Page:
This is the latest in a string of cozy mystery’s featuring DI Hillary Greene, who’s turning 50 and is skilled at solving the cold cases that have others stumped. Felix Olliphant is found dead at a New Year’s Eve party and Hillary takes up the case.

The dialogue flowed well and the characters were quite fun. The story was very easy to get into and had a very fashionable style about it as in this interchange between Hillary and Querida Phelps, a woman who had invited Felix to the party where he had his demise:

Excerpt

‘Did Felix ever say that he was getting threatening phone calls?’ Hillary
continued rapidly.

‘Ah now.’ Querida Phelps waved a finger at Hillary, on which a gigantic

Ceylon sapphire sparkled. ‘Funny you should say that. I did notice once or

twice that he would get phone calls and seem unhappy. He’d take his mobile
into the conservatory and . . . oh, you should see the conservatory and what
he did with it! Hanging wicker basket seats and these huge majolica
jardinieres and seats that . . . Oh, thanks.’ Querida took the refilled glass
from Jake and winked at him. ‘You really are gorgeous, aren’t you?’

‘Yes, I am.’ Jake winked back. ‘Now be a pet and concentrate. These
phone calls. Did you hear the name of whoever it was that made Felix
unhappy?’

Hillary, somewhat taken aback at the hijacking of her interview,
nevertheless had to admire the smoothness of the man. No two ways about
it, the Boy Wonder was proving useful.

‘No, sorry. Like I said, when he got this funny look on his face, and I knew it was one of those phone calls, he always took the phone into the conservatory where I couldn’t hear. And afterwards he’d be sort of quiet for a while. Maybe even angry. But he never said what it was about,’ she added, waving another finger at him, ‘so don’t ask me. I wish I knew. You think whoever it was killed him?’ She sounded genuinely distressed now. ‘That’s what’s always been so hard to deal with, you see. I must have invited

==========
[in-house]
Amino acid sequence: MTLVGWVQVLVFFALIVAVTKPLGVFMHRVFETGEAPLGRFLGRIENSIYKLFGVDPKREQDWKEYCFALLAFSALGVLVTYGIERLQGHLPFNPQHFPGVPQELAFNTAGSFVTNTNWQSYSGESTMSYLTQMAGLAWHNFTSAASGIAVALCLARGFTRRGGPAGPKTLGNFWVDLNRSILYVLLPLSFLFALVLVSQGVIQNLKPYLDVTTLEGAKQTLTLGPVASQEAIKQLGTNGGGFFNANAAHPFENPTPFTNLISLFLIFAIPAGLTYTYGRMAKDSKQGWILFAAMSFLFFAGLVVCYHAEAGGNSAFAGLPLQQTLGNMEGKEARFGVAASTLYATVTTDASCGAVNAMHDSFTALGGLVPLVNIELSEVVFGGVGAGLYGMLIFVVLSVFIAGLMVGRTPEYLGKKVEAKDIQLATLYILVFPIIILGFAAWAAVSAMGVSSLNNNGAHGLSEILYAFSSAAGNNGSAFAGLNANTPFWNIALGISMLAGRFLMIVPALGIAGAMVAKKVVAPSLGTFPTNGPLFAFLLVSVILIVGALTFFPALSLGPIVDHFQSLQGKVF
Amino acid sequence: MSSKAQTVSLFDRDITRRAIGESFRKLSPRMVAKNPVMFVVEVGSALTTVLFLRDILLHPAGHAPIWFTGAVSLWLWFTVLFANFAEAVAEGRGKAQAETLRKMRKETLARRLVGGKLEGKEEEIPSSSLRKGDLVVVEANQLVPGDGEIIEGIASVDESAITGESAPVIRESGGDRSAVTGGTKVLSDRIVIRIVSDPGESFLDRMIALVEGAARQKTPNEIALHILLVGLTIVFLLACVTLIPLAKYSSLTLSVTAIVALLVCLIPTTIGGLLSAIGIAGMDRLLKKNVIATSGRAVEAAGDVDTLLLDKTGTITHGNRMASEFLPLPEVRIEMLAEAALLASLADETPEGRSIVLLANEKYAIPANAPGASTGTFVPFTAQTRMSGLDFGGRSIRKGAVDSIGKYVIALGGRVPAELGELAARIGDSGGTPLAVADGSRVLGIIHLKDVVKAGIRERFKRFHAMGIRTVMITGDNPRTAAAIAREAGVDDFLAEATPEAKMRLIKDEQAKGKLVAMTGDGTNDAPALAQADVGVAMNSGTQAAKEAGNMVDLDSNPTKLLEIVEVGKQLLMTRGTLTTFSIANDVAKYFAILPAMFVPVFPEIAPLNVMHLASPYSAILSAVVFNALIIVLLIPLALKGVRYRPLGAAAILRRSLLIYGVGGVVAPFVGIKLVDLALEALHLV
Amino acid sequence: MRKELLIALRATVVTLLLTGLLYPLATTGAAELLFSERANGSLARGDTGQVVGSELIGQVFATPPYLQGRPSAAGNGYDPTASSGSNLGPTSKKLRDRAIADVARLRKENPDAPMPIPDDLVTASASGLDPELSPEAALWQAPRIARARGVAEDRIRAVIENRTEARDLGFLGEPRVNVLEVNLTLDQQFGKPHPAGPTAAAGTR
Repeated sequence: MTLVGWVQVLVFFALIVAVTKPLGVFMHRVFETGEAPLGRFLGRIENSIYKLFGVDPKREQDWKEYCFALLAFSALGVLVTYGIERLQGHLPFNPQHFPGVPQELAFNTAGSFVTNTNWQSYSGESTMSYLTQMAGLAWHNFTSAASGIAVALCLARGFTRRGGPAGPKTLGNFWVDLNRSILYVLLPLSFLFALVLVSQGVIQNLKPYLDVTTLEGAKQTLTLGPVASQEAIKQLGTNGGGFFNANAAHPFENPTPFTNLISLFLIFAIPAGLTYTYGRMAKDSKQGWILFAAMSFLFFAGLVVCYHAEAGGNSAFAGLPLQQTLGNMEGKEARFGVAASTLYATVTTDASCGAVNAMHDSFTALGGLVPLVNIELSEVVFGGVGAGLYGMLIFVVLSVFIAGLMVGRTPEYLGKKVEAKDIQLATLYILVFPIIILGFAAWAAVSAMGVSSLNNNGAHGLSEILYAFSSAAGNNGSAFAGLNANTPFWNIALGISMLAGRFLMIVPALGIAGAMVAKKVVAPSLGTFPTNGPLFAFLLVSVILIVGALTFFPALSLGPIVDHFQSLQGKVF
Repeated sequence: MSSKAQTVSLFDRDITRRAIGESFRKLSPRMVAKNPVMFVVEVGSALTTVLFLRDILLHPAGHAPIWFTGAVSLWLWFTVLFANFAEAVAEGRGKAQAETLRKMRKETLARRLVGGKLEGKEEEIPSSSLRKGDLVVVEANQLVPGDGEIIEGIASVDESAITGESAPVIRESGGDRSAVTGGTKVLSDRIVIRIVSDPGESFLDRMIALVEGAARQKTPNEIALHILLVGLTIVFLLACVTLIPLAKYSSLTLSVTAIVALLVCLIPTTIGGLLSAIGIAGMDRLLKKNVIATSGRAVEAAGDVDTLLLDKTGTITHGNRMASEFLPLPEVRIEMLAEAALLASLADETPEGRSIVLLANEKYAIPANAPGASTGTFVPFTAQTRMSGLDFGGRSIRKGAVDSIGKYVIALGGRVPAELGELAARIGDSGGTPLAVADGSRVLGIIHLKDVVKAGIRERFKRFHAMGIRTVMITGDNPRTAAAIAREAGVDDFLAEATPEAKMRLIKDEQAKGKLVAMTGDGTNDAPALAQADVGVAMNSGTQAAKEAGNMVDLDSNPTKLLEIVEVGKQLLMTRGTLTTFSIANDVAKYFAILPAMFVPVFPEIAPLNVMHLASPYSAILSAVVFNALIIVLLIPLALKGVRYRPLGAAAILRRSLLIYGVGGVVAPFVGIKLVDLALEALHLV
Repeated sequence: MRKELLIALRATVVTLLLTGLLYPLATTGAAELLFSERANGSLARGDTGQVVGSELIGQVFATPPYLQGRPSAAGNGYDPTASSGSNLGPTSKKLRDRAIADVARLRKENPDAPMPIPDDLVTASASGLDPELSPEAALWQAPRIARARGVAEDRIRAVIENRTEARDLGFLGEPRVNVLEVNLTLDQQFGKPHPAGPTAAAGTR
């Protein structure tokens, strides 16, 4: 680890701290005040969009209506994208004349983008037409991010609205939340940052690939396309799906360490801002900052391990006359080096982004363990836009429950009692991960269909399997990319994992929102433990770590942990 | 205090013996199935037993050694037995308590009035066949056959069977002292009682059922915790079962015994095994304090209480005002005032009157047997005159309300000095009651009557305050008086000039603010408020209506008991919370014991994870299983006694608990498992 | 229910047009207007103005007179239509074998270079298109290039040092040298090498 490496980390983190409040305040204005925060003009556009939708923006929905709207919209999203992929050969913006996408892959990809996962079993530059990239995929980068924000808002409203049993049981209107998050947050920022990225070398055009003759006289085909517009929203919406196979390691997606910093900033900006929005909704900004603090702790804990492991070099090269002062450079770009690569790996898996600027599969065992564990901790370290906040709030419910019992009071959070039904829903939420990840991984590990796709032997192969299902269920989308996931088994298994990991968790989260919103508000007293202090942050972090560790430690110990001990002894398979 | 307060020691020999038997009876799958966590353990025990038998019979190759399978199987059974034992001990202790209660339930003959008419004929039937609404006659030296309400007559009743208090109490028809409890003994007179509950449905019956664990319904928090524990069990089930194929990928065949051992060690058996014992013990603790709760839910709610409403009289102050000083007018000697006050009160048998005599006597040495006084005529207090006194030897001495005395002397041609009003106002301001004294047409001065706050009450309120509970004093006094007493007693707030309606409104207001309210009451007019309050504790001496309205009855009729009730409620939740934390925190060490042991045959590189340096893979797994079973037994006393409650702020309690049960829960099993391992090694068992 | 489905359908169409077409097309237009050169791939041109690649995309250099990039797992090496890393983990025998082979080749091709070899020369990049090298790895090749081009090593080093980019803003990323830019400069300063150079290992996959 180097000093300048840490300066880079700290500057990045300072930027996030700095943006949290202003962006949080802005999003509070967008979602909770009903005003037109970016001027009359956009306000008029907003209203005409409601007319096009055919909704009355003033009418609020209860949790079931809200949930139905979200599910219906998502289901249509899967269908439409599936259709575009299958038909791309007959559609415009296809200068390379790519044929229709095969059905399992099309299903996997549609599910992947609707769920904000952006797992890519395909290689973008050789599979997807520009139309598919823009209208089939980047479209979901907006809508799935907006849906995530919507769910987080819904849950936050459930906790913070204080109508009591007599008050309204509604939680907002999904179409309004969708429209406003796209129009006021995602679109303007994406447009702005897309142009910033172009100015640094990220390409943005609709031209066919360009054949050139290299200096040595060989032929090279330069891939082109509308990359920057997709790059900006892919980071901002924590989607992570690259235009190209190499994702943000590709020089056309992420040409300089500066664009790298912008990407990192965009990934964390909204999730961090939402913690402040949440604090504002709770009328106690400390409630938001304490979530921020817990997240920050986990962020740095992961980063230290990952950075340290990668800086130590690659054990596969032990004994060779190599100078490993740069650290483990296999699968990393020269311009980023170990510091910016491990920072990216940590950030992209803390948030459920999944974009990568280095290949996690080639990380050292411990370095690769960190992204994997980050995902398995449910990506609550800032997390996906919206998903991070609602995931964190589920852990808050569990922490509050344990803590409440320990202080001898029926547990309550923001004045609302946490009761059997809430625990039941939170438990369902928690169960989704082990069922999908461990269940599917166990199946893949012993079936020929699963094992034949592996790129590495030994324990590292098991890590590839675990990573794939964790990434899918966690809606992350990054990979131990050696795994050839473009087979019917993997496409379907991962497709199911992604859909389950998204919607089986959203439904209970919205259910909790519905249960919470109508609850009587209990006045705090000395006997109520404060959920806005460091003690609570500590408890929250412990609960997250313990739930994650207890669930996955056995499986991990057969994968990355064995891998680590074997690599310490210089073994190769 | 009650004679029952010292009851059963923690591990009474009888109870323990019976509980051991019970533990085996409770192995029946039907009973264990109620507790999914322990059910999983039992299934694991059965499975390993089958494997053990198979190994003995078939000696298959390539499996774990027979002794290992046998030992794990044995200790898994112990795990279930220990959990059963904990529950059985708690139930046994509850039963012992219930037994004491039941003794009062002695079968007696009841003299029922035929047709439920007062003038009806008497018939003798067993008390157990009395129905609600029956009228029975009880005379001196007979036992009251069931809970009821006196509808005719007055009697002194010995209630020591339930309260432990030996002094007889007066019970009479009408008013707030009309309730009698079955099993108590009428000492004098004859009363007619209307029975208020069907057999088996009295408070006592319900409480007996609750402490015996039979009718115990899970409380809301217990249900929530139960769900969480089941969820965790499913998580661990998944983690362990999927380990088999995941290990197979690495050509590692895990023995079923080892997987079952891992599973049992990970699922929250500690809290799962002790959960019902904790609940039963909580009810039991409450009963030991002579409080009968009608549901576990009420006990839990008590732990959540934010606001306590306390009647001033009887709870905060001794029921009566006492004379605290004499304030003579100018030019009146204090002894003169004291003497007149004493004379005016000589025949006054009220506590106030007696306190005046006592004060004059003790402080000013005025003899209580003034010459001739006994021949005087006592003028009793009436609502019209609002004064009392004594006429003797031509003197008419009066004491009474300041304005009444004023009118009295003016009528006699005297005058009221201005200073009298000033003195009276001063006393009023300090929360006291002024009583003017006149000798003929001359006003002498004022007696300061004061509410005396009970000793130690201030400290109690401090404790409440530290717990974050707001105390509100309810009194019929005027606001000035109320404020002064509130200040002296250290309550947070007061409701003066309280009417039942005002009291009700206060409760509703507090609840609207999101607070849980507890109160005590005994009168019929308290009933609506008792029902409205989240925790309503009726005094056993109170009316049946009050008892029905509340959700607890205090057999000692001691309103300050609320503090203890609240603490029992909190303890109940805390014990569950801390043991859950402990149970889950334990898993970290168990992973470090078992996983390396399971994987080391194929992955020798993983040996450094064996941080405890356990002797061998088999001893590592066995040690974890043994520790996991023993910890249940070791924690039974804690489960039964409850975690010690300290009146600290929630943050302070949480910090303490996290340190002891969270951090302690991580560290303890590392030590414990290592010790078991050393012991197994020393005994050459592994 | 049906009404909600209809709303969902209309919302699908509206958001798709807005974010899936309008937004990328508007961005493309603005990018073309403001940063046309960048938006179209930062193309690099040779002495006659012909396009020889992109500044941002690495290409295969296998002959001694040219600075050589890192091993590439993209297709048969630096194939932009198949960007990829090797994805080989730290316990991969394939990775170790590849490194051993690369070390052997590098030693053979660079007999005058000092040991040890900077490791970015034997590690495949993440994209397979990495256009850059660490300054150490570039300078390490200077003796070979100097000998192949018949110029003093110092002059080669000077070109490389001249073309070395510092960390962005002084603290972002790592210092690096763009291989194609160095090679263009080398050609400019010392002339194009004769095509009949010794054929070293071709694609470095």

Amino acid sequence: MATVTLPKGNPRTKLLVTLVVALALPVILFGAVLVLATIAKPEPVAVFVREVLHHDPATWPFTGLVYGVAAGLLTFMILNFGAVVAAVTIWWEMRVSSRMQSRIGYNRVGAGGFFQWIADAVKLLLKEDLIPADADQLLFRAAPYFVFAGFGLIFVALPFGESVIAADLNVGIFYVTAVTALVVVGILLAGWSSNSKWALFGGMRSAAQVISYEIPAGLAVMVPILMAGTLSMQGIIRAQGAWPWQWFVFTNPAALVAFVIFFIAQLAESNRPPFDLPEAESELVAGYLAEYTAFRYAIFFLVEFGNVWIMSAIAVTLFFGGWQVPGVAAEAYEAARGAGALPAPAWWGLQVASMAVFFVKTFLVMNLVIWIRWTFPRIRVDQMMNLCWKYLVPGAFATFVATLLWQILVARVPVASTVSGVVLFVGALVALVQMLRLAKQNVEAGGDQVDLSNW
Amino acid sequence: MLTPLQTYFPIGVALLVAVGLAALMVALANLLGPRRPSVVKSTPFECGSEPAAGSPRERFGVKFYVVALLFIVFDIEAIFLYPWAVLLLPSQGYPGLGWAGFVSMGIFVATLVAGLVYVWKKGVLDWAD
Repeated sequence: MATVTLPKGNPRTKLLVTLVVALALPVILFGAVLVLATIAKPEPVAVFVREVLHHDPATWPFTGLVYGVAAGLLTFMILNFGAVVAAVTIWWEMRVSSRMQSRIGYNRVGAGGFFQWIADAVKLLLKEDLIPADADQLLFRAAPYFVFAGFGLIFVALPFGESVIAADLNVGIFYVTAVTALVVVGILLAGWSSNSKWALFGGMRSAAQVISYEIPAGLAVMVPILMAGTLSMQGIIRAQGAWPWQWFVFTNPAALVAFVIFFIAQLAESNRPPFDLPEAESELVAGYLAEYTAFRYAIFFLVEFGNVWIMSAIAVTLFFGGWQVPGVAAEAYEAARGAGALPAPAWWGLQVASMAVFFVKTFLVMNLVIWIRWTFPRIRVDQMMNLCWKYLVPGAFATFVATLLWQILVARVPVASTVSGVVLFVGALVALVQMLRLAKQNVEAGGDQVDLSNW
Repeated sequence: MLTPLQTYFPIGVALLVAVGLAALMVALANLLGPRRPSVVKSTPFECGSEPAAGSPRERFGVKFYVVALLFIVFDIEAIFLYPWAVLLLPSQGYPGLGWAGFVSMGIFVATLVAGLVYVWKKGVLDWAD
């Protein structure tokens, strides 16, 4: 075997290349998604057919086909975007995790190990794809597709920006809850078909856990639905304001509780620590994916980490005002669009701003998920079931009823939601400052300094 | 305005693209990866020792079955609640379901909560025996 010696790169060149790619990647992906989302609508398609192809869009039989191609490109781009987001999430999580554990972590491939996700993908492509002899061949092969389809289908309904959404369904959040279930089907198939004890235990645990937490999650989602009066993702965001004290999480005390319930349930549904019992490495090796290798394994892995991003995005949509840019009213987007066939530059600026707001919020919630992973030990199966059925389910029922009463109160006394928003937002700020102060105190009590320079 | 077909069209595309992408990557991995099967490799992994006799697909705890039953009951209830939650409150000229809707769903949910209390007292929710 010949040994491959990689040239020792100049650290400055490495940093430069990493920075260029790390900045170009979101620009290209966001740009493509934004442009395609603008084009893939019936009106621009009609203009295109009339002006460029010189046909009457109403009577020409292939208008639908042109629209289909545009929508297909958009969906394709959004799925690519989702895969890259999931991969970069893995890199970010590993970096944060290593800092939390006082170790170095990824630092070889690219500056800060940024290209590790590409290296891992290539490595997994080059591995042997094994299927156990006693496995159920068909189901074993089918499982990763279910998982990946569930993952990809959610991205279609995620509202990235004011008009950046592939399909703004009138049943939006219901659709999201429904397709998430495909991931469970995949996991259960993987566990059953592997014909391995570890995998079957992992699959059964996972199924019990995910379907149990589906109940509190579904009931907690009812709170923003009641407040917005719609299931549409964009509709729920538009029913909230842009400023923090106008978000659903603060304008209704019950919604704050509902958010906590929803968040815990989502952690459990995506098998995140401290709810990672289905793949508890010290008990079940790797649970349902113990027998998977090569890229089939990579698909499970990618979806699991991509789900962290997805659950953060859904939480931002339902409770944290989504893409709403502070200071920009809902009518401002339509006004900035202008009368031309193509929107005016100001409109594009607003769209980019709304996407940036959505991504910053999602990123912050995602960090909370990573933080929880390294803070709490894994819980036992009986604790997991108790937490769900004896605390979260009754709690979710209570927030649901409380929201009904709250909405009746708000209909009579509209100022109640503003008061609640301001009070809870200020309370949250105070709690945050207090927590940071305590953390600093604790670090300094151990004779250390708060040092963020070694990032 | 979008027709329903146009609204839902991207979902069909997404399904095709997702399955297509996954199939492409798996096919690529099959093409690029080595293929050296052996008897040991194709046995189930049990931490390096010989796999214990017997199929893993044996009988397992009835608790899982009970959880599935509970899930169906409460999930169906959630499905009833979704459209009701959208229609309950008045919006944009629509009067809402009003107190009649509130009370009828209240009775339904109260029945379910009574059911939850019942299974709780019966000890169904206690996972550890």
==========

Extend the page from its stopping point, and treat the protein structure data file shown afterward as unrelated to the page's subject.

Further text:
whoever it was that killed him.’

And two tears ran down her cheeks. Hillary couldn’t help but compare
this woman’s genuine if slightly drunken grief with Rebecca Morton’s more
self-centred tears.

‘I’m really sorry, Mrs . . . Querida. You were obviously very fond of him.’
‘I was. I never had kids. Four husbands, but none of them . . . Or maybe

it was me. I dunno.’ She’d made good inroads into the new brandy now, and
her upper-crust voice was beginning to slur. ‘But if I’d had a son . . . Oh
well. I suppose that’s why I never sold up this place and left. It still has
echoes of him. Besides, I do love it so. And apart from all that, I mean,
where else would I go? My immediate family are all dead. Oh hell, now I’m
getting maudlin.’

End of Excerpt

I liked the way the tone is naturally comedic, in a very organic way; it has a stylish, classic feel that comes to mind as the characters go about their lives. I strongly recommend it. 5 Stars!

ABOUT THE AUTHOR

Faith Martin has been writing for over 25 years, in four genres and under four different pen names. She was born in Oxford and sets most of her crime novels within sight of the city of dreaming spires. A real nature lover and afficionado of the countryside, descriptions of wildlife and native flora often find their way into her manuscripts. Right now, JOFFE BOOKS are re-issuing the DI Hillary Greene novels in new updated editions! The first 15 books in the series are available now.

Her romance novels, written under the name of Maxine Barry, are now available from Corazon Books. IMPOSTERS In PARADISE, and HEART OF FIRE are both out, and others will very quickly become available in the future.

Her first foray into writing ‘spooky’ crime, (and written under the pen name of Jessie Daniels) comes out in November 2017. THE LAVENDER LADY CASEFILE is published by Robert Hale, an imprint of Crowood Press.